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J Mol Cell Cardiol. 2014 Dec;77:42-52. doi: 10.1016/j.yjmcc.2014.09.022. Epub 2014 Sep 28.

Sulforaphane prevents the development of cardiomyopathy in type 2 diabetic mice probably by reversing oxidative stress-induced inhibition of LKB1/AMPK pathway.

Author information

1
Department of Cardiology at the First Hospital of Jilin University, Changchun 130021, China; Kosair Children Hospital Research Institute, Department of Pediatrics, University of Louisville, Louisville 40202, USA.
2
Kosair Children Hospital Research Institute, Department of Pediatrics, University of Louisville, Louisville 40202, USA; The Chinese-American Research Institute for Diabetic Complications, Wenzhou Medical University, Wenzhou 325035, China.
3
Kosair Children Hospital Research Institute, Department of Pediatrics, University of Louisville, Louisville 40202, USA.
4
Department of Bioinformatics and Biostatistics, University of Louisville, Louisville, KY 40202, USA.
5
Kosair Children Hospital Research Institute, Department of Pediatrics, University of Louisville, Louisville 40202, USA; Department of Pathology, Shandong Provincial Qianfoshan Hospital, Shandong University, Jinan 250014, China.
6
Department of Cardiology at the First Hospital of Jilin University, Changchun 130021, China. Electronic address: zhengyang@jlu.edu.cn.
7
Kosair Children Hospital Research Institute, Department of Pediatrics, University of Louisville, Louisville 40202, USA; The Chinese-American Research Institute for Diabetic Complications, Wenzhou Medical University, Wenzhou 325035, China. Electronic address: l0cai001@louisville.edu.

Abstract

Type 2 diabetes mellitus (T2DM)-induced cardiomyopathy is associated with cardiac oxidative stress, inflammation, and remodeling. Sulforaphane (SFN), an isothiocyanate naturally presenting in widely consumed vegetables, particularly broccoli, plays an important role in cardiac protection from diabetes. We investigated the effect of SFN on T2DM-induced cardiac lipid accumulation and subsequent cardiomyopathy. Male C57BL/6J mice were fed a high-fat diet for 3months to induce insulin resistance, followed by a treatment with 100mg/kg body-weight streptozotocin to induce hyperglycemia; we referred to it as the T2DM mouse model. Other age-matched mice were fed a normal diet as control. T2DM and control mice were treated with or without 4-month SFN at 0.5mg/kg daily five days a week. At the study's end, cardiac function was assessed. SFN treatment significantly attenuated cardiac remodeling and dysfunction induced by T2DM. SFN treatment also significantly inhibited cardiac lipid accumulation, measured by Oil Red O staining, and improved cardiac inflammation oxidative stress and fibrosis, shown by down-regulating diabetes-induced PAI-1, TNF-α, CTGF, TGF-β, 3-NT, and 4-HNE expression. Elevated 4-HNE resulted in the increase of 4-HNE-LKB1 adducts that should inhibit LKB1 and subsequent AMPK activity. SFN upregulated the expression of Nrf2 and its downstream genes, NQO1 and HO-1, decreased 4-HNE-LKB1 adducts and then reversed diabetes-induced inhibition of LKB1/AMPK and its downstream targets, including sirtuin 1, PGC-1α, phosphorylated acetyl-CoA carboxylase, carnitine palmitoyl transferase-1, ULK1, and light chain-3 II. These results suggest that SFN treatment to T2DM mice may attenuate the cardiac oxidative stress-induced inhibition of LKB1/AMPK signaling pathway, thereby preventing T2DM-induced lipotoxicity and cardiomyopathy.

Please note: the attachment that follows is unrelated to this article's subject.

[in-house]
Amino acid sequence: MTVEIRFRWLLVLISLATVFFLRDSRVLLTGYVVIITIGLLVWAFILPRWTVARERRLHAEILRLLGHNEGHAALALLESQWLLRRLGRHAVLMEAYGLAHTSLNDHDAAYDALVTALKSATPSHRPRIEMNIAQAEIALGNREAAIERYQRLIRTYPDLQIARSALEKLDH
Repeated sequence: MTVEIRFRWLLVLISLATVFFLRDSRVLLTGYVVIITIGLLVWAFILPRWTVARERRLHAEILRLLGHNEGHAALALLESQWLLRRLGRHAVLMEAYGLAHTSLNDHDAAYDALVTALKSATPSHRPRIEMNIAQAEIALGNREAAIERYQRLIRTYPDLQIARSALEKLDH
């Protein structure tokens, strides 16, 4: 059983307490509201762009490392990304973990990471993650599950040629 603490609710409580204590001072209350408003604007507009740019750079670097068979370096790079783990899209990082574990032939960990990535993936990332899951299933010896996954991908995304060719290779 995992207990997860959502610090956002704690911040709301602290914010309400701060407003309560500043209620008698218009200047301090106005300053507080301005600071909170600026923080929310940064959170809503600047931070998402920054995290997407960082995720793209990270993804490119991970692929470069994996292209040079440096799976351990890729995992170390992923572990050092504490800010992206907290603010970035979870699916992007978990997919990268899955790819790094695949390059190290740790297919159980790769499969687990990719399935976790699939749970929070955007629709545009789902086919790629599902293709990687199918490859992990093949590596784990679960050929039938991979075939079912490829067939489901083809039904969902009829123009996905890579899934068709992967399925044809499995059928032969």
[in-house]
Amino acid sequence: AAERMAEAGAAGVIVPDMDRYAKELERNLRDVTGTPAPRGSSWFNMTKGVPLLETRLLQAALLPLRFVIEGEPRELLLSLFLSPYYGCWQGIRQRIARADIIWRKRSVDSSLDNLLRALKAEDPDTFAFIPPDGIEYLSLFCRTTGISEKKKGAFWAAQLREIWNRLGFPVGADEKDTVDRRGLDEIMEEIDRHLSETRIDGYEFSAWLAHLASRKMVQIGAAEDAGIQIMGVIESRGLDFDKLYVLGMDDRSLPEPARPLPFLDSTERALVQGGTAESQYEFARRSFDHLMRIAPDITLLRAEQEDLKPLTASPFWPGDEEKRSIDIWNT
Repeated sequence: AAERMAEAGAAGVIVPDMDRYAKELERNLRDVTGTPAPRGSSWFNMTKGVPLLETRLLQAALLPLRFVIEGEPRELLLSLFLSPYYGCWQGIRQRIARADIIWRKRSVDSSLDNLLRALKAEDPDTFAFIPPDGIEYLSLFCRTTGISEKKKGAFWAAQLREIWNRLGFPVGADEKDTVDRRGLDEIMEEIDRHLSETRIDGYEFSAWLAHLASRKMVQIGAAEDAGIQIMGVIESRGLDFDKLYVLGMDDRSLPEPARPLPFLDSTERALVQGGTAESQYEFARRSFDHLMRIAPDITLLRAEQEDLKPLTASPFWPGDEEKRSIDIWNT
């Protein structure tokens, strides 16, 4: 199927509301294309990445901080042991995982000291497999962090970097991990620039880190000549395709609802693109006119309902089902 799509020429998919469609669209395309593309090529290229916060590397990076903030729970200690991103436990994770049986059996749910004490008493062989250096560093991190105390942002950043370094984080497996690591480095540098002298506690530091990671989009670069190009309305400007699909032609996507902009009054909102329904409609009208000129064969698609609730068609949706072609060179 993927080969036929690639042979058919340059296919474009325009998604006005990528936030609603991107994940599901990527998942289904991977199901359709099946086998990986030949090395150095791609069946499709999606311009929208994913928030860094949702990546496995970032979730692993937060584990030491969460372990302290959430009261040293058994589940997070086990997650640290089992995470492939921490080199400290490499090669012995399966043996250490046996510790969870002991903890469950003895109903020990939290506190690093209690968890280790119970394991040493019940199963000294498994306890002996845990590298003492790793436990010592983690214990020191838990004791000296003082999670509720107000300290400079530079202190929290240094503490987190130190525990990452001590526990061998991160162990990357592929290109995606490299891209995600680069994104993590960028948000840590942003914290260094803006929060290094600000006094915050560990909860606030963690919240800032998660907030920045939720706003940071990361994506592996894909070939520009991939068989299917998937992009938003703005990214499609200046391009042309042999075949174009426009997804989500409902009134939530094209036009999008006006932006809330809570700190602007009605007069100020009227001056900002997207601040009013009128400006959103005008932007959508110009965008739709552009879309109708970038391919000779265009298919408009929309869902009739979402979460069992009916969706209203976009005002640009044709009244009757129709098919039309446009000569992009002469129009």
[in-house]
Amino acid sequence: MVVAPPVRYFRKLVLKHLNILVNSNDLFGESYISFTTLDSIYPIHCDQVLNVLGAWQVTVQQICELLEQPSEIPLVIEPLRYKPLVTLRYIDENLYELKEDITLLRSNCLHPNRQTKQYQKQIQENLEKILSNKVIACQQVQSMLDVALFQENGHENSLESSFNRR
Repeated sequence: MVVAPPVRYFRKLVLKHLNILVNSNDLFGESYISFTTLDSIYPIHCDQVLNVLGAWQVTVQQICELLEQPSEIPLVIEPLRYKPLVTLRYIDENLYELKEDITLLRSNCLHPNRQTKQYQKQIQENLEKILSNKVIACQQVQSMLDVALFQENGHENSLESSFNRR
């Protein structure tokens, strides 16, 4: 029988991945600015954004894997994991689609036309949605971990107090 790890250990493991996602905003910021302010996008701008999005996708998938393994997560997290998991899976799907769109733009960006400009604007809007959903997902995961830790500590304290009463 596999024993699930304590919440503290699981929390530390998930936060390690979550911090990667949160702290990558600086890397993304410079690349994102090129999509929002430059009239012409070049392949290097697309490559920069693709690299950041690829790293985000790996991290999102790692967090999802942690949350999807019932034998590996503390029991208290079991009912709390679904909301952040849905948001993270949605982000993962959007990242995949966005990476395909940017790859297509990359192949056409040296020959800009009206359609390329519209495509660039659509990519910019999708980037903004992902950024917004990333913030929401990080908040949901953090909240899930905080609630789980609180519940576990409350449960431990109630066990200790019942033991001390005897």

KEYWORDS:

Cardiac lipotoxicity; Cardiomyopathy; LKB1/AMPK pathway; Oxidative stress; Sulforaphane; Type 2 diabetes

PMID:
25268649
DOI:
10.1016/j.yjmcc.2014.09.022
[Indexed for MEDLINE]

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